The actual origin of the Christmas tree may be the paradise play, featuring the Paradise Tree (the "Paradeisbaum"). In medieval times, morality plays were performed all over Europe, as a way of teaching the lessons of the Bible. These plays, which showed the creations of man and the fall of Adam and Eve from the garden of Eden, was performed every year on December 24th. An apple tree was a necessary prop, but performed in winter, when all the fruit trees were bare, the actors used evergreen branches hung with apples and small white wafers representing the Holy Eucharist – the promise of salvation. These wafers were later replaced by little pieces of pastry cut in the shapes of stars, angels, hearts, flowers, and bells. Eventually other cookies were introduced bearing the shapes of men, birds, roosters and other animals. Accordingly, the faithful began to put up trees in their own houses on December 24, the feast day of Adam and Eve. It is said that in sections of Bavaria, fir branches and little trees, decorated with lights, apples and tinsel are still called Paradeis.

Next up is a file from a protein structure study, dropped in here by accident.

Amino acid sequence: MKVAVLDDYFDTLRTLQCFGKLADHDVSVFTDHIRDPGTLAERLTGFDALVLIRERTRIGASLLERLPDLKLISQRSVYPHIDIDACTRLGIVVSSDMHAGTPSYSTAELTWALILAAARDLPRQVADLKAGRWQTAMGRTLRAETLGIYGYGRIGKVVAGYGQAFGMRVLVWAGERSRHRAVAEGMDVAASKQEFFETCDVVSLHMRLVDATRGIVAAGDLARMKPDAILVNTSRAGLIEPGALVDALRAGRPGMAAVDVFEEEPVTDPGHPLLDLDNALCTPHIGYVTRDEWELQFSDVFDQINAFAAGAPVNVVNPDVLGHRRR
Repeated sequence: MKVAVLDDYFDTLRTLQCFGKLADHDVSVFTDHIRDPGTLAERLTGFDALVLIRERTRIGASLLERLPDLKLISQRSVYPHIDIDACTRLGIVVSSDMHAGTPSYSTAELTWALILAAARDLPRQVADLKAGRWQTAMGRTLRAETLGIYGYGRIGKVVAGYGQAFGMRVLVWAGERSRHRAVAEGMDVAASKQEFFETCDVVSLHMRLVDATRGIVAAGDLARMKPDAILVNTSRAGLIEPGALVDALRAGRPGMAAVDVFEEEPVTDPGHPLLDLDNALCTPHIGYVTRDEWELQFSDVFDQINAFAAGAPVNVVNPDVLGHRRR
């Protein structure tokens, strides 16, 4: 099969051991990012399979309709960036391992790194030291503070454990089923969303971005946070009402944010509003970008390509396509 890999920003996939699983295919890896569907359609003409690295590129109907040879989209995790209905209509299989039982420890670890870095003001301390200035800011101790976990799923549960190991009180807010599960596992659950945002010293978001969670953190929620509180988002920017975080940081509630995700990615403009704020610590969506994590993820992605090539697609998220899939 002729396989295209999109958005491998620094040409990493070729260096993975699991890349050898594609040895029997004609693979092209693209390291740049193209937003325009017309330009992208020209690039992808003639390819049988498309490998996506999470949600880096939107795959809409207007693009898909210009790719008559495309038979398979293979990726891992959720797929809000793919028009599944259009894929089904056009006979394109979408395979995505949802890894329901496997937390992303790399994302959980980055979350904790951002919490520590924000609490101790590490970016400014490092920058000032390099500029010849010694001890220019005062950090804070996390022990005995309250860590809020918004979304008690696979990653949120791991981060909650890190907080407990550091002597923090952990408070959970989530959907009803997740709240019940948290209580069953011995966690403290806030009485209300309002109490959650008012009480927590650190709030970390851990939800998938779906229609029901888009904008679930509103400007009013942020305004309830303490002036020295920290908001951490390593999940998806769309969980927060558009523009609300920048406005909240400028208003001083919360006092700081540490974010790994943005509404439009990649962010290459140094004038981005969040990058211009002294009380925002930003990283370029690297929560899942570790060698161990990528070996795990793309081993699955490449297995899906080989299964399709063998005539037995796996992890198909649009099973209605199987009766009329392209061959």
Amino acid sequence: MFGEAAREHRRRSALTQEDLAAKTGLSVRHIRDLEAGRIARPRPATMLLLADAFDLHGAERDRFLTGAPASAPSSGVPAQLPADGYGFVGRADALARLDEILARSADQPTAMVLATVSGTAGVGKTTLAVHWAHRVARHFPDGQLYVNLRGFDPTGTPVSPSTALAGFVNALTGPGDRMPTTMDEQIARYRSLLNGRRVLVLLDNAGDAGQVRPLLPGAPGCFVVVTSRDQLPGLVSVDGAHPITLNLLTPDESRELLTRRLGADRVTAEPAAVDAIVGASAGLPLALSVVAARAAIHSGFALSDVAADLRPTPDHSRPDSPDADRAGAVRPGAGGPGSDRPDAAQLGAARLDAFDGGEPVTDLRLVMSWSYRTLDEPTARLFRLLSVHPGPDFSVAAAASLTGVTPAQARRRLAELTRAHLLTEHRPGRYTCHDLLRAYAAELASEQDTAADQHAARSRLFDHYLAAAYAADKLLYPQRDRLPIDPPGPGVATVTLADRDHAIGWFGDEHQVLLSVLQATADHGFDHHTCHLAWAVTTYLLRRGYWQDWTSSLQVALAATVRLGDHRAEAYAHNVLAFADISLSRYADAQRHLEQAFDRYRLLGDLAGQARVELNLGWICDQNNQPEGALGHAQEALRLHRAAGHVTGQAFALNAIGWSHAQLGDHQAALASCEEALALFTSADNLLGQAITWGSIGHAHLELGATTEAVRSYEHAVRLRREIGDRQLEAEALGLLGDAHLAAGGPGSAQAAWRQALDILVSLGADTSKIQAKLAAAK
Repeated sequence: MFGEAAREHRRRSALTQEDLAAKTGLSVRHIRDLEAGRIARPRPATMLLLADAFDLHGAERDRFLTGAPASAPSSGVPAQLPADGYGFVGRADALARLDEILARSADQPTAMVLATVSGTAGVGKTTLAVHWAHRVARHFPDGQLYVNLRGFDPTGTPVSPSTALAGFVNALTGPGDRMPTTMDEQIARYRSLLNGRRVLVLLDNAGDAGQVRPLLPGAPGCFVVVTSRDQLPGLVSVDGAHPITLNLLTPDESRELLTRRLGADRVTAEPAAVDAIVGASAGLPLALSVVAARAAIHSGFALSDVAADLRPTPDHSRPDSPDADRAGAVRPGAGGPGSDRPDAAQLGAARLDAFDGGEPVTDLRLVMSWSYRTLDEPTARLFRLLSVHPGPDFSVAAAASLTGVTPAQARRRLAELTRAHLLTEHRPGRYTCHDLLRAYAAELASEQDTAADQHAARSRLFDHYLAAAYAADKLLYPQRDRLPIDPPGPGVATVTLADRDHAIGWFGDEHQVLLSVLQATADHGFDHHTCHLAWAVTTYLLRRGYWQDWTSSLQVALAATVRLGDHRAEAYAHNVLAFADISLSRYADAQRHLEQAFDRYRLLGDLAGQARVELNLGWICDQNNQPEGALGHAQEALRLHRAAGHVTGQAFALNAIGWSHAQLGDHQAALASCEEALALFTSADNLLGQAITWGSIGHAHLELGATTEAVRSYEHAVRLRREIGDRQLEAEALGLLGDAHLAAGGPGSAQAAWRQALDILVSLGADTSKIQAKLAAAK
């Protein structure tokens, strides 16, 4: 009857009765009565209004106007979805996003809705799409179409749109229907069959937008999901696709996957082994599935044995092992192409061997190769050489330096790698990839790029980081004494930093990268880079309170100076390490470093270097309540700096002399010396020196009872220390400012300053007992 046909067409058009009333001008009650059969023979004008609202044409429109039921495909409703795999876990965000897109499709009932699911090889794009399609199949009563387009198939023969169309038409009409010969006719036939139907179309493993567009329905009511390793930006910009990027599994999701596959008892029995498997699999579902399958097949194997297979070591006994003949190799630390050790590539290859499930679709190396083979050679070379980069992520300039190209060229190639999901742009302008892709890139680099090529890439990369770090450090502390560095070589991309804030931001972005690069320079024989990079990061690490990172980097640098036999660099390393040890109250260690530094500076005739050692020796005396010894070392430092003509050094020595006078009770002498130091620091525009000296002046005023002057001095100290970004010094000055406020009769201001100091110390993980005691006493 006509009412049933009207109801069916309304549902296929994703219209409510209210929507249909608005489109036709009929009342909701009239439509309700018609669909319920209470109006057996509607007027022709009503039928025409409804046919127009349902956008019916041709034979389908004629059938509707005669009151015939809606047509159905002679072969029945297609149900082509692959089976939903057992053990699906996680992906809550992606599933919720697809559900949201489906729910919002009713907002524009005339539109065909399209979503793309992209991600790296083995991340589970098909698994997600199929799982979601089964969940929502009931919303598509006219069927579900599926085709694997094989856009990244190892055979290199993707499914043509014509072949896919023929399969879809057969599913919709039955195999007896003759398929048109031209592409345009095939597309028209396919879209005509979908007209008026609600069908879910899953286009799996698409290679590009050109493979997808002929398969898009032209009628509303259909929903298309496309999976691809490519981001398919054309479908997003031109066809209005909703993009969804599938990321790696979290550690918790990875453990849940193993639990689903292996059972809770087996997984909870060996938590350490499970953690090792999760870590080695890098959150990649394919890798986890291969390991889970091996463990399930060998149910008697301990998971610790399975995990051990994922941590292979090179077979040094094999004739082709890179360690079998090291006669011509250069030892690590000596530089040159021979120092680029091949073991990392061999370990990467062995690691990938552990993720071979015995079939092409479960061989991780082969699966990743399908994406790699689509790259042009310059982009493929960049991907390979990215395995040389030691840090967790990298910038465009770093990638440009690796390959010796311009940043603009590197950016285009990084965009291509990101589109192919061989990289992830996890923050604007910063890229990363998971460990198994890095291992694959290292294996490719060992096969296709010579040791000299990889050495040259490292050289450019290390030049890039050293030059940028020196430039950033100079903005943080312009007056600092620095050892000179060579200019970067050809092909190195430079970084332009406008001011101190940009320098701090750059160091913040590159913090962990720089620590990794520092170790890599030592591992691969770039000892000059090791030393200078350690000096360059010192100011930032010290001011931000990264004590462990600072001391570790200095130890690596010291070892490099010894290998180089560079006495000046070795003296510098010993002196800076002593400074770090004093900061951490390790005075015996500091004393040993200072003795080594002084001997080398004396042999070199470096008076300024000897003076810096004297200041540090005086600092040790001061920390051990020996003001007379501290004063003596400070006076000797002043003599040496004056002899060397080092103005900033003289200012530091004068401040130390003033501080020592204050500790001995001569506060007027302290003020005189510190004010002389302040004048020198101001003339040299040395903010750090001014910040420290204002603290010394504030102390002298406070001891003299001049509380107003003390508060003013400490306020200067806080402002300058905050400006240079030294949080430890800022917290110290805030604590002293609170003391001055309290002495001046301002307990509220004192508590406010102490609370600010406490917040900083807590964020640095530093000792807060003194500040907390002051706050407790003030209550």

Christmas greenery was not to be brought into the house until Christmas Eve in most traditions - although this was probably more respected in theory than in operating fact. It was however to be removed from the house before Twelfth Night or January 6. The trees were not burned and certainly the holly and ivy used in decorating the house was never burned in the fireplace. In some parts of Ireland, the holly was kept and burnt under the pancakes on Shrove Tuesday.
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